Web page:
Oye, Oye, (No) Captain?!: Montreal Canadiens Return To The Ice

Aleksander BeauboisCorrespondent ISeptember 16, 2009

PHILADELPHIA - FEBRUARY 27:  Andrei Markov #79 of the Montreal Canadiens skates against the Philadelphia Flyers on February 27, 2009 at Wachovia Center in Philadelphia, Pennsylvania. The Habs defeated the Flyers 4-3 in overtime.  (Photo by Jim McIsaac/Getty Images)

In this town, you're damned if you do and you're damned if you don't.

Welcome back to hockey season in Montreal, the city's who's motto "la ville est hockey" is more of a commandment than a commercial slogan. Its a city which has its politics served on the rocks, that is, on the ice.

Today's theme, nothing new—the captaincy.

Following the departure of long serving leader Saku Koivu, the vacancy of the C is a glaring one to all—To all except the players.

The media has been abuzz in trying to determine who should be nominated and when. Each lobby group has their endorsement.

Many of the Francophone contingent have voiced the merits, largely lingual, of the young blue collared Maxim Lapierre.

Another young player though a long shot, Josh Gorges, was praised by his ex-teammate Tom Kostopoulos as being worthy of the honour for his exceptional leadership presence in the locker room.

Proponents of the new school suggest either one of Montreal's new speedy forwards, Gomez, Cammalleri or Gionta.

Finally, there are the supporters of the old guard who believe that Andrei Markov is deserved of the nomination.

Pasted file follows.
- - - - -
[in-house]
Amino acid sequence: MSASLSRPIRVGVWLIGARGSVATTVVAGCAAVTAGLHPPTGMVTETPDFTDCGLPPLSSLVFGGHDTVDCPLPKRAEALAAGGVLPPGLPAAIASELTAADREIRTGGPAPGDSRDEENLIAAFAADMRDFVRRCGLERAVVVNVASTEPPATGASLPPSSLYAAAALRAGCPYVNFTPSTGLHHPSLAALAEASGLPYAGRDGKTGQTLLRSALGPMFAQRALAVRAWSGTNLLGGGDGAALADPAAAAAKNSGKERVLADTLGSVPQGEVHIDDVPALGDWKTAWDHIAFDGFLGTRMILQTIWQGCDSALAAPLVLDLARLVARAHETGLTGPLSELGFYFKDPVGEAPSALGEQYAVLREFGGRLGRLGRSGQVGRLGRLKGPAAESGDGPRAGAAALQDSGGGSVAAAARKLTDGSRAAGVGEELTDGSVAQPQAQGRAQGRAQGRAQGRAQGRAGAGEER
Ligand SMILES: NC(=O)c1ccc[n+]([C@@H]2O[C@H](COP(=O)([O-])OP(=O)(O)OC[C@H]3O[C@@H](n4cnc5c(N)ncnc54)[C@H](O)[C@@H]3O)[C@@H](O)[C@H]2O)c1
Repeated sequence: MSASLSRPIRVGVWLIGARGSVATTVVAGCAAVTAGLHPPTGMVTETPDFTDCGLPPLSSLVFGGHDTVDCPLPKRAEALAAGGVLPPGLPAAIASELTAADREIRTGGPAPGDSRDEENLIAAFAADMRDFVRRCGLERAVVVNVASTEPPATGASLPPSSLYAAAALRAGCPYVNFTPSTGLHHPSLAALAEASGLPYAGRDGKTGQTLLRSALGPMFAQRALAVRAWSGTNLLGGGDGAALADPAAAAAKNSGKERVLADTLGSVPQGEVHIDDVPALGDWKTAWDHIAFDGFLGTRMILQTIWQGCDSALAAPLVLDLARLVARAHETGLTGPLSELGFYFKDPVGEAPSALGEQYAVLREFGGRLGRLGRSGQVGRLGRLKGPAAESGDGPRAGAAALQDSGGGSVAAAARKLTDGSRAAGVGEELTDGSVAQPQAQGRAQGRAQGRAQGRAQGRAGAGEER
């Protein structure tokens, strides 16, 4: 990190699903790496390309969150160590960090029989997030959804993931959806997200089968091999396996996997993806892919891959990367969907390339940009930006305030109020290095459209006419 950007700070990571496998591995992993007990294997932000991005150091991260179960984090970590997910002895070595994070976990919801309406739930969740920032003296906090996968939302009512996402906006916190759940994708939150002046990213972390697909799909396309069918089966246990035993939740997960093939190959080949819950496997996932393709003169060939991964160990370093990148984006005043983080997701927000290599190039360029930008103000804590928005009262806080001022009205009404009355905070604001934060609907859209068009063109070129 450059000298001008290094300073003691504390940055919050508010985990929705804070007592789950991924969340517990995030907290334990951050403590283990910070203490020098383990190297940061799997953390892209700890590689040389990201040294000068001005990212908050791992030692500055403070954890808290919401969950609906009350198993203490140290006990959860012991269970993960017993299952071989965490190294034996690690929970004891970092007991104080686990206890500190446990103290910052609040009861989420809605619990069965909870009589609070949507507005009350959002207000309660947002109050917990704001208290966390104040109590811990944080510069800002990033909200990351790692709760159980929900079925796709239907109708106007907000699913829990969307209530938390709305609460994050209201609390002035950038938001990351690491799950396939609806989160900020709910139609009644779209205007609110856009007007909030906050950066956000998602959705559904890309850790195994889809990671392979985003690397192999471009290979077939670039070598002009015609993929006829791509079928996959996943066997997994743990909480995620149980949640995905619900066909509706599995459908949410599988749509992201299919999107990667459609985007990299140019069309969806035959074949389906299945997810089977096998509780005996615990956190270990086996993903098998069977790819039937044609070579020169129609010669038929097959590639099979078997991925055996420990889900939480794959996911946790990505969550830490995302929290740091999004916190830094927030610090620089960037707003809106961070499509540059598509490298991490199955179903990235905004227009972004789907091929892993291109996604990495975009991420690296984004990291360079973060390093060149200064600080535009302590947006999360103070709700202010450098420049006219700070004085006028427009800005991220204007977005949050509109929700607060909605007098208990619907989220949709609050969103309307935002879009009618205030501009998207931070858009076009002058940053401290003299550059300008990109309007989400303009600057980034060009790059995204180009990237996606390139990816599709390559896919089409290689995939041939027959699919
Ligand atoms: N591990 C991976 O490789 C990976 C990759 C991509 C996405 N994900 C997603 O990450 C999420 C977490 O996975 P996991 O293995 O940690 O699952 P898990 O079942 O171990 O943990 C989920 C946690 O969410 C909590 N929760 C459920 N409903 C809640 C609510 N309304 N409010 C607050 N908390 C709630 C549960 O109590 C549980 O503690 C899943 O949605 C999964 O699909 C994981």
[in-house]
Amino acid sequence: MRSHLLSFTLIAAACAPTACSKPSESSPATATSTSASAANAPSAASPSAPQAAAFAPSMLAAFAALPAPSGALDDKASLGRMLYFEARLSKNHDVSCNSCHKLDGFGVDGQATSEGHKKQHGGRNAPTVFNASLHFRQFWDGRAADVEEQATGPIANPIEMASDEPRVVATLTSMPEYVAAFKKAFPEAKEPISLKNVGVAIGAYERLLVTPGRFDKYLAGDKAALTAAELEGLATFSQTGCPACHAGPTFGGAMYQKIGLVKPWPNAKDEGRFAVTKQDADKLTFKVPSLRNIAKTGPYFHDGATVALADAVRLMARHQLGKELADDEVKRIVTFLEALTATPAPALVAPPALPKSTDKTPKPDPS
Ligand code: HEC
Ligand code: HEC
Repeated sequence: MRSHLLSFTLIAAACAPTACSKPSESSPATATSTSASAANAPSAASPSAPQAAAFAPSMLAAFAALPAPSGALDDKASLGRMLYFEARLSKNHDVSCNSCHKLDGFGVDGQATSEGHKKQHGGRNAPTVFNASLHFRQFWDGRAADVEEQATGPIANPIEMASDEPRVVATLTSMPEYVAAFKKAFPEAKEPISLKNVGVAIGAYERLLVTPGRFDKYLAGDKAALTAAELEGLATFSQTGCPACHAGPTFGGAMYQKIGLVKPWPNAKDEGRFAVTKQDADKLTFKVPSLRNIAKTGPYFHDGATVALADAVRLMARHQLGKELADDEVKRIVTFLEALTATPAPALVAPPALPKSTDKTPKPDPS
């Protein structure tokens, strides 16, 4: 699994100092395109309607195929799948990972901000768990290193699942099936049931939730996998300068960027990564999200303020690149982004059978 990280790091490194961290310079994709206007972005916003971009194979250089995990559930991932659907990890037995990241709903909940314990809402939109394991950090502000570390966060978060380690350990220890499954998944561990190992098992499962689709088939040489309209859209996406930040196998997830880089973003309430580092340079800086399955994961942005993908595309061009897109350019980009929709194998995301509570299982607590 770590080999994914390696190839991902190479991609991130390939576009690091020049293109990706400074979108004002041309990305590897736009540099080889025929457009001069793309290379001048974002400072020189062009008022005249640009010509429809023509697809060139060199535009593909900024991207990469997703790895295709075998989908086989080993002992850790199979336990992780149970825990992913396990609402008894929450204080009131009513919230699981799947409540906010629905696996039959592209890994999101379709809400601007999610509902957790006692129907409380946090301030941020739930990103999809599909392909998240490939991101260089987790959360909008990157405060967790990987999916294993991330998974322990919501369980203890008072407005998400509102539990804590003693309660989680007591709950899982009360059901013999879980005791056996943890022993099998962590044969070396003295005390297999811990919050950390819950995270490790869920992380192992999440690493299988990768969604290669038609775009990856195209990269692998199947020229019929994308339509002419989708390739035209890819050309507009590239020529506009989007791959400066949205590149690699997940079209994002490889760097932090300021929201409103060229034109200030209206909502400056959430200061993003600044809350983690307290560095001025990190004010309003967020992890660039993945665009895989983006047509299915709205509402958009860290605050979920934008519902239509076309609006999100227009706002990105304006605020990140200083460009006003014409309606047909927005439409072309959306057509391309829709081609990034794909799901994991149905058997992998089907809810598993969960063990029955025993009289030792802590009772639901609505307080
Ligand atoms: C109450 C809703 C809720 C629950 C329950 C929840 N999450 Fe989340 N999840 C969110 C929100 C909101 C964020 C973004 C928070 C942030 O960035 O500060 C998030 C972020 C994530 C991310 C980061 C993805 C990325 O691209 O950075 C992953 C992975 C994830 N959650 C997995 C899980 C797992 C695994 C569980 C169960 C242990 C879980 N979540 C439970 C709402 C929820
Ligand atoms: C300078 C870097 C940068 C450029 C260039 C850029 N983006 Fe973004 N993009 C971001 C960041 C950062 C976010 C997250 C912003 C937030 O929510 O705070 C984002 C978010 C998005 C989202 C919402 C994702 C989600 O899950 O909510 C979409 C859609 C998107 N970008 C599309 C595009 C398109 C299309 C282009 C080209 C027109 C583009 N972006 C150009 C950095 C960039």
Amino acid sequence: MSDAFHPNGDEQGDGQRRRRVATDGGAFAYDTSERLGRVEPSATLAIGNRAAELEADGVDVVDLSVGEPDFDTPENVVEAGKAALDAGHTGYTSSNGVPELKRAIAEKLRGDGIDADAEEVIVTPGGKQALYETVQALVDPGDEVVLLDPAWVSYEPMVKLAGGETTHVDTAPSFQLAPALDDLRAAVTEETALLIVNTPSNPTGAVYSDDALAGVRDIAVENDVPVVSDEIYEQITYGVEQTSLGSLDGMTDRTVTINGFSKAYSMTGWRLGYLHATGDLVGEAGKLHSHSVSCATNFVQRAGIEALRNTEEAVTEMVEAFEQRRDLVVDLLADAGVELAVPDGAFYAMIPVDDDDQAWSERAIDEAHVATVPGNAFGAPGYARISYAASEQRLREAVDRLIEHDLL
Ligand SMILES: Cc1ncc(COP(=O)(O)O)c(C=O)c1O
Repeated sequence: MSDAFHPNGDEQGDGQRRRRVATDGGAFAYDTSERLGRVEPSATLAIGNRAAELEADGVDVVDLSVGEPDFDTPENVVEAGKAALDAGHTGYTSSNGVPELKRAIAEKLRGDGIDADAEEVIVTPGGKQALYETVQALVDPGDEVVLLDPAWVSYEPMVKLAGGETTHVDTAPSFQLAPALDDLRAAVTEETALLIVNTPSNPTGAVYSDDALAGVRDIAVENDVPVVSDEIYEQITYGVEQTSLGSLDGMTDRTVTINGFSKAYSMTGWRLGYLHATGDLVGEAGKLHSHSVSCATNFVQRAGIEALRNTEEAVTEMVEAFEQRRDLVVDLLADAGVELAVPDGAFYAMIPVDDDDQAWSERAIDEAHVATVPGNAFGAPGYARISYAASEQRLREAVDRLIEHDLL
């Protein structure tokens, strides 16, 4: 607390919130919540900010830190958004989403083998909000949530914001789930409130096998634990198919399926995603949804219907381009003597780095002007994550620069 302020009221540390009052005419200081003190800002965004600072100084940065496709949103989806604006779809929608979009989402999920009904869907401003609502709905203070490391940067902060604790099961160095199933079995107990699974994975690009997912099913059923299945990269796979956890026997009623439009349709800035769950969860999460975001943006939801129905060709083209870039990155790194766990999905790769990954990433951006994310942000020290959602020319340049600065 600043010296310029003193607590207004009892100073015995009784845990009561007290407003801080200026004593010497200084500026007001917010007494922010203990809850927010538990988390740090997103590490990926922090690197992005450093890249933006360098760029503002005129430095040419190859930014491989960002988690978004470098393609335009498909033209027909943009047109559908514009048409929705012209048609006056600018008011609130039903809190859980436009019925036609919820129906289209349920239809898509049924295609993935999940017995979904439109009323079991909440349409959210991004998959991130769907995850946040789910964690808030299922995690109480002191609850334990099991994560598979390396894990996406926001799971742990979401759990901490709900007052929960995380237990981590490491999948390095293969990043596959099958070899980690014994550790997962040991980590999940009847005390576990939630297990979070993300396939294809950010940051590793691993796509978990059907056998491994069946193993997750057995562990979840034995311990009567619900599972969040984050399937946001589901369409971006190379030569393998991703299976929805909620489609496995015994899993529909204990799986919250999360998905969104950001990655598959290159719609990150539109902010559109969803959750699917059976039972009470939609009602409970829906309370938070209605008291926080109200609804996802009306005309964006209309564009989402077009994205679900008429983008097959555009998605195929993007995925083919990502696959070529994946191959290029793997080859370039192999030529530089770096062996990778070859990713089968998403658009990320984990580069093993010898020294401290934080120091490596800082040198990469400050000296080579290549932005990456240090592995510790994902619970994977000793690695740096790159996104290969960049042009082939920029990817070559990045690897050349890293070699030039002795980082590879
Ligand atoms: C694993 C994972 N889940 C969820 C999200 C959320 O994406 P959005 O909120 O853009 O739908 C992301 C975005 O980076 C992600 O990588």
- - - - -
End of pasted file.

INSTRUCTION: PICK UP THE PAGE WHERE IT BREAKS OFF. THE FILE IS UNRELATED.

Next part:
And then, the apocalypse.

It was reported today by The Gazette's Pat Hickey that Habs' stud veteran blue liner, refused the honour of adorning his jersey with the tradition-laden C.

And so it is that in this bi-partisan city, you're damned if you do and you're damned if you don't.

Markov's selection, considering his tenure, production and on-ice example, was a sign of respect for his significant contributions to the club.  And a deserved one. Had he been bypassed, most would have noted that he should have been considered, if only symbolically. And so he was.

And so, as most would have predicted, he declined.

Markov is reputed for being a shy individual in the public eye. A player who albeit has opened up to the media in successive years, remains a closed and private person particularly in the face of the fishbowl scrutiny that is the Canadiens locker room.

As such, he is either unwilling or unable to hold a permanent post in the spotlight of camera flashes and microphones, in either French or English. Had he accepted, his selection would have been condemned by many, and surely by those of the French camp that beleaguered Captain Koivu for his reserved use of the native tongue of the province.

Could Markov expect any different treatment?

Even the aforementioned newcomers were aware of the animosity they could encounter from some in the French media for language related issues, and all have been quick to stress their commendable intentions of learning the language in the near future.

The quiet Russian chose the realistic and pragmatic option, gladly or reluctantly we will never know, and declined the honour.

And yet, when the high road was taken, by the team in offering him the C, and by Markov in declining it, there are those perpetually unappeased.

In fact, the media today, on both French and English radio and TV waves, discussed, some with abomination, whether a player even has the right to refuse.

And yet imagine the circus that would ensue following the new Captain's shy mumble of Slavic-accented English in the first interview had he accepted!

The Canadiens should wait to see who will emerge as their principal leader, and in the meantime rely on the collective effort of the freshly assembled franchise.

Maybe without the C for now, the old CH, could focus on the H instead, and just play Hockey for a change. 


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